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June 22, 2005

What about compassionate conservatism in the federal CJ system?

I have already set out this lengthy list of questions concerning AG Alberto Gonzales'  speech advocating a Booker fix in the form of "the construction of a minimum guideline system" (basics here and background here).  But I have to add one more: isn't there a place for compassionate conservatism in the federal criminal justice system?

Recall that, as detailed here, at Gonzales' confirmation hearing, Republican Senators Sam Brownback and Tom Coburn and Arlen Specter all talked about being smart on crime as well as tough on crime.   Gonzales responded that "people who commit violent crimes and are career criminals ... should remain in our prisons," but he also said that "there is a segment of the prison population ... first-time, maybe sometimes second-time offenders who can be rehabilitated."  Gonzales further explained, "I think it is not only smart, but I think it's the right thing to do.  I think it is part of a compassionate society to give someone another chance."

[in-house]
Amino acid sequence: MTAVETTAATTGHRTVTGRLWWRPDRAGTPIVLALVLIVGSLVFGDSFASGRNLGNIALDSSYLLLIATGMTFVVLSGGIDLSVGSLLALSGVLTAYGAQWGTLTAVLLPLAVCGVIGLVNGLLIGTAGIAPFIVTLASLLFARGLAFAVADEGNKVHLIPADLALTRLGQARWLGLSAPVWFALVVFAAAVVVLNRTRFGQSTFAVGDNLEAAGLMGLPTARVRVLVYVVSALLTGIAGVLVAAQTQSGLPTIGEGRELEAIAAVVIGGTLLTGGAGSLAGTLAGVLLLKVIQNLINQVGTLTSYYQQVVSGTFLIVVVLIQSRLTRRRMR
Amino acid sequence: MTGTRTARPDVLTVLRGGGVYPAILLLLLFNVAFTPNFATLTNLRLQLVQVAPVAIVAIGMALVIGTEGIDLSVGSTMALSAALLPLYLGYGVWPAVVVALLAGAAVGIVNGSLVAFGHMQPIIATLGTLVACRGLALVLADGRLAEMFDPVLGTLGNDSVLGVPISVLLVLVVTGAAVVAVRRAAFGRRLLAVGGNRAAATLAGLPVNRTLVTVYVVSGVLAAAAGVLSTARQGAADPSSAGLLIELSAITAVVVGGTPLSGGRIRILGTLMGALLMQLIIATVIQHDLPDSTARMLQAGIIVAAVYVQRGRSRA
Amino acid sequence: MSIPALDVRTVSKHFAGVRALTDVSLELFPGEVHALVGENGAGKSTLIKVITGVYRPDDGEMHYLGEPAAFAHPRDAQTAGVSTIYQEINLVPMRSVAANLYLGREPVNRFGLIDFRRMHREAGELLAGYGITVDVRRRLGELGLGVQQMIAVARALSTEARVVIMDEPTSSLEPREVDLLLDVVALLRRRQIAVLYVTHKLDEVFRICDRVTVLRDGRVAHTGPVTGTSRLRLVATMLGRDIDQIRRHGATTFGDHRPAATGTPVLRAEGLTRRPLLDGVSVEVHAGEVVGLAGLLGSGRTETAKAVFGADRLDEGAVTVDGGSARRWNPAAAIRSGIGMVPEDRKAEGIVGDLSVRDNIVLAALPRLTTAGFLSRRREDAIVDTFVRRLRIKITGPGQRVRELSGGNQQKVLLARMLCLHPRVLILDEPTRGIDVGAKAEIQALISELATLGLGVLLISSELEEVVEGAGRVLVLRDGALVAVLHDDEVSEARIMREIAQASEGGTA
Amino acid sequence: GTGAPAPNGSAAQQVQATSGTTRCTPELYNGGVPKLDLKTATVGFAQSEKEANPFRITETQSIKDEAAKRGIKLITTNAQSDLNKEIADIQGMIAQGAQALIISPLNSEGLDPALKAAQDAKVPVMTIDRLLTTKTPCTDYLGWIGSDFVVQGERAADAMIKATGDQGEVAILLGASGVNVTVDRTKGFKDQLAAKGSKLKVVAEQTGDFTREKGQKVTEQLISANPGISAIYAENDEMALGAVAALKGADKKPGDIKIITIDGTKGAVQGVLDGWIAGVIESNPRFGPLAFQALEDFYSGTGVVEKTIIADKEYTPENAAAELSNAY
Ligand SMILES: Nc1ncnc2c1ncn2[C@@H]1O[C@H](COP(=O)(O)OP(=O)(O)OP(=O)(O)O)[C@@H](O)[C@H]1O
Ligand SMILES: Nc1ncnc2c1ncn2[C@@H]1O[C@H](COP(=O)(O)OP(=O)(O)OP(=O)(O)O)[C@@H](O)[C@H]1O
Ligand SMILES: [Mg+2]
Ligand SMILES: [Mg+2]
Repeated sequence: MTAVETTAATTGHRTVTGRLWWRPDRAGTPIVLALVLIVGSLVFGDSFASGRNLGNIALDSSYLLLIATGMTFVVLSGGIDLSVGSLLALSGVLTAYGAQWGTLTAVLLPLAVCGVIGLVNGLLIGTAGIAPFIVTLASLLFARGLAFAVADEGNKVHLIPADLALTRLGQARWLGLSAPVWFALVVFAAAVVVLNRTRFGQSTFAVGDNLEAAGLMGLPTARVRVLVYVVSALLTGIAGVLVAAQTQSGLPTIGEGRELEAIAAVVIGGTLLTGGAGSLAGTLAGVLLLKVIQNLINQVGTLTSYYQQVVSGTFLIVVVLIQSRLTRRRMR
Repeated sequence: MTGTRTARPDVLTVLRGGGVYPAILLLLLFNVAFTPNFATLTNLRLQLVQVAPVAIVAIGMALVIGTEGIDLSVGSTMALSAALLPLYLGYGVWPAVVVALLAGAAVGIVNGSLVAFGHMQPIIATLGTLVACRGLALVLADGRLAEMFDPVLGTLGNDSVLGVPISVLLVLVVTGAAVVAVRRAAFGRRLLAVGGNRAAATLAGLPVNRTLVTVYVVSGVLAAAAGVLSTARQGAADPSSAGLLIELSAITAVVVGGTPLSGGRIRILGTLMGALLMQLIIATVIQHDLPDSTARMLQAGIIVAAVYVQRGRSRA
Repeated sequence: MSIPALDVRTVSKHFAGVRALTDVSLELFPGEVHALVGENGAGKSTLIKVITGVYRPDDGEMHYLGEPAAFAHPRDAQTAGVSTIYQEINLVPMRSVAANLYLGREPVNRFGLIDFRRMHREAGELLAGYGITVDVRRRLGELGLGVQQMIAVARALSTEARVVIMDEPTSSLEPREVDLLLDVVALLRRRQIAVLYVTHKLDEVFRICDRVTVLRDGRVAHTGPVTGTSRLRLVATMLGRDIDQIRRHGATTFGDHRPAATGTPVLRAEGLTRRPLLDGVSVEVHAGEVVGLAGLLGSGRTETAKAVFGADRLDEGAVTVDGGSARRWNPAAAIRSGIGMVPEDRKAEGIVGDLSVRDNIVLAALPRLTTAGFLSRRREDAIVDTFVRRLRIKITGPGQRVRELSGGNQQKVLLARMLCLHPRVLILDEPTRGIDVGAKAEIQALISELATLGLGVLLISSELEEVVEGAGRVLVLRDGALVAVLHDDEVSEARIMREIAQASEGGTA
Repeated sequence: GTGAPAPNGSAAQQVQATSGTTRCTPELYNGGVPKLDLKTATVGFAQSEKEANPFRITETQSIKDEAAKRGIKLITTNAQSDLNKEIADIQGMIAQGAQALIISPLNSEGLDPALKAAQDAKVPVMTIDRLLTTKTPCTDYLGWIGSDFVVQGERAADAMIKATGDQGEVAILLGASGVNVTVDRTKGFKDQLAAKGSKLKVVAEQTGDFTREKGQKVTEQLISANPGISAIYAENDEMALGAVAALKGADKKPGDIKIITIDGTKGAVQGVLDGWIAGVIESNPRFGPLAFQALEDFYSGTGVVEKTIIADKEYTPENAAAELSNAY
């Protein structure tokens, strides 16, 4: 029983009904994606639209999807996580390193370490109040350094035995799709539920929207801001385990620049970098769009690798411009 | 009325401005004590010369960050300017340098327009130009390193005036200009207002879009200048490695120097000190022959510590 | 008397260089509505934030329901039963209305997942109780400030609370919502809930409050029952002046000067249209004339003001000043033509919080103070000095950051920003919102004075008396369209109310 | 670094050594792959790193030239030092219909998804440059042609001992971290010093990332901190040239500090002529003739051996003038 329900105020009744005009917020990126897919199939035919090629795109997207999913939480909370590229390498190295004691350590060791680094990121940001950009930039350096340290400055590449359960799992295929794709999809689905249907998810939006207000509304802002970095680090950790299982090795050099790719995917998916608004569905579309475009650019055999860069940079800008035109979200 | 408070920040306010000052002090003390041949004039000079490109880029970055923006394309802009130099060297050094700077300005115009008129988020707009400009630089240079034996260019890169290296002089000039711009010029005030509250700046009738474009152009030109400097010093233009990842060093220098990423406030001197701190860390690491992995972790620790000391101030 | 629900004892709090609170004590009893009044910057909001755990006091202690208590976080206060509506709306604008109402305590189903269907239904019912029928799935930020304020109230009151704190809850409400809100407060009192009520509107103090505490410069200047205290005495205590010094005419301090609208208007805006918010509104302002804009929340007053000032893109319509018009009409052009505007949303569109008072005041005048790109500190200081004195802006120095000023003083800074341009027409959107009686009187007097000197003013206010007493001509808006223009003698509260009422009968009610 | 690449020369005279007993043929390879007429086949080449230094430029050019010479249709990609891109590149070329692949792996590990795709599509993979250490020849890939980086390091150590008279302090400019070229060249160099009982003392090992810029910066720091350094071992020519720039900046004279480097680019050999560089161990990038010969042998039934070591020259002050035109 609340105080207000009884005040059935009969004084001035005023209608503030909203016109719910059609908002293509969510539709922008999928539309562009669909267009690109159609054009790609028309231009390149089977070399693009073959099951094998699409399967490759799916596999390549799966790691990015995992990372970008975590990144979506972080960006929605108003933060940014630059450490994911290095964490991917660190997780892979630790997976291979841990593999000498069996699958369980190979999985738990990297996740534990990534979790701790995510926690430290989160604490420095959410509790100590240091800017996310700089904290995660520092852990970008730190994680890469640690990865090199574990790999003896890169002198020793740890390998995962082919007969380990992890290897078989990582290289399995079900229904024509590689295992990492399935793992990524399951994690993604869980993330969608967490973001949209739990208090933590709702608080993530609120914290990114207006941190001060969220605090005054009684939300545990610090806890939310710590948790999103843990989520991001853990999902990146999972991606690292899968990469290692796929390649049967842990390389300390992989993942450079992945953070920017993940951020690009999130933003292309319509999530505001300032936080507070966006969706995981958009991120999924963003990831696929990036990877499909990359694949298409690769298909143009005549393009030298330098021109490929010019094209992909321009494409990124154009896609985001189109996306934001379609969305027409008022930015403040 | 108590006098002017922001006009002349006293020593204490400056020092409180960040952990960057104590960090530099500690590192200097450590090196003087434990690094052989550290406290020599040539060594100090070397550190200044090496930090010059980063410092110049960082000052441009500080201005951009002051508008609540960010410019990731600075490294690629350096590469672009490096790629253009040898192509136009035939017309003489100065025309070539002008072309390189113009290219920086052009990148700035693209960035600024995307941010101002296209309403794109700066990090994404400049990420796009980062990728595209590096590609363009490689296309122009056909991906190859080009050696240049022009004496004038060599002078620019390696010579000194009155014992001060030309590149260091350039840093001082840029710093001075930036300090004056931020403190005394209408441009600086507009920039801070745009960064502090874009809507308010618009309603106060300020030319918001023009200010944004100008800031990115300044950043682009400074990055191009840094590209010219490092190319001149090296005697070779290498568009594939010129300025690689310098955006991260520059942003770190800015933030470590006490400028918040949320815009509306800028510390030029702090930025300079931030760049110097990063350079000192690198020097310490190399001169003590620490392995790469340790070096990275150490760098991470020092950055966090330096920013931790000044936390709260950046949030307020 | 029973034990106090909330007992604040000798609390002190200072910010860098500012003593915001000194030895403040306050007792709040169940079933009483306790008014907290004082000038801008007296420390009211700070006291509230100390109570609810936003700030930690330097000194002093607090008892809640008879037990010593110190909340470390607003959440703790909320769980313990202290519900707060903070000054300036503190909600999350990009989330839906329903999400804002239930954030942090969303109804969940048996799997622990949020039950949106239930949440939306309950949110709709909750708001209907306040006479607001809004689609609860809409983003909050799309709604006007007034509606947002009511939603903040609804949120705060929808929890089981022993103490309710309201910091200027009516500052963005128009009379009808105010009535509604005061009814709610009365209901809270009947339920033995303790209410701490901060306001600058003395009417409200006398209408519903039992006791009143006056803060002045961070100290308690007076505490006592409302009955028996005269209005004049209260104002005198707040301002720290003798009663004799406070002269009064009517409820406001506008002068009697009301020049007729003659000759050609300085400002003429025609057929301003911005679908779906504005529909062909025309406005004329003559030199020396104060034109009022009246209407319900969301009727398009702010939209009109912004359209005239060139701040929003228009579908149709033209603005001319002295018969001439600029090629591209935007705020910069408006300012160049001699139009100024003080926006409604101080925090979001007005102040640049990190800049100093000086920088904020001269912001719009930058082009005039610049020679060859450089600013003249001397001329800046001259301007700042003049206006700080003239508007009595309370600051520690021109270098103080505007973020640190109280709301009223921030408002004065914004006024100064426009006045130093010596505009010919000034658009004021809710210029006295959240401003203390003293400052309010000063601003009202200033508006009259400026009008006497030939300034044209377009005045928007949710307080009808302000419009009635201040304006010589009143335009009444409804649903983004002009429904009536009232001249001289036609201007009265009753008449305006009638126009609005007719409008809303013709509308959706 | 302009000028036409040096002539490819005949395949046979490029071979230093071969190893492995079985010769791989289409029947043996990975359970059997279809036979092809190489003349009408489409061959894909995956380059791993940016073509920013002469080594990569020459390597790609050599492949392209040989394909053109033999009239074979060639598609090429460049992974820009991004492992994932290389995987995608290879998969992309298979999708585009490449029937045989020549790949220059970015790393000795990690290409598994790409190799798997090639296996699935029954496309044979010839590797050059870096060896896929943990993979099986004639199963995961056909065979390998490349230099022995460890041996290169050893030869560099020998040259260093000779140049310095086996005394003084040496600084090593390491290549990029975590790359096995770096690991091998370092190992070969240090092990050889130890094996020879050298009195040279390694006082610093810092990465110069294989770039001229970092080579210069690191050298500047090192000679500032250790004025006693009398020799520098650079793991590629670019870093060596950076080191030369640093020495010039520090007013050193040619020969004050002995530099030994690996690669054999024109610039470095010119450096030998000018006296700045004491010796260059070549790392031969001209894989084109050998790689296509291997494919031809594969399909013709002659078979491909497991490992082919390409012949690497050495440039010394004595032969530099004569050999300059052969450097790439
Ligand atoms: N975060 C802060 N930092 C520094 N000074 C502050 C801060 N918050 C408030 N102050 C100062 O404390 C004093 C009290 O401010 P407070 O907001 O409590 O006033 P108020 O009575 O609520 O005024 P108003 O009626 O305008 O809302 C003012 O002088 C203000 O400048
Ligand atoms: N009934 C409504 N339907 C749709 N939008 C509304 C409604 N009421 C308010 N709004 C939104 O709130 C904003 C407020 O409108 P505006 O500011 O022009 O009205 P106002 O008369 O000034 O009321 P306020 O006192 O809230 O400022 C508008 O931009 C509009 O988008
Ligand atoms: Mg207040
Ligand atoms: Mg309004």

With those prior comments in mind, I found particularly jarring in Gonzales' speech yesterday that he assailed the sentencing in a tax evasion case from New York in which the sentencing judge apparently concluded "that the defendant's age and the need to take care of his wife ... now justified a lesser sentence."  But I suppose I should not be surprised by Gonzales' lack of compassion in that case after federal prosecutors in his Justice Department sought a 215-year sentence (!) for John Rigas, the founder of Adelphia Communications, who is 80-year-old and apparently quite sick.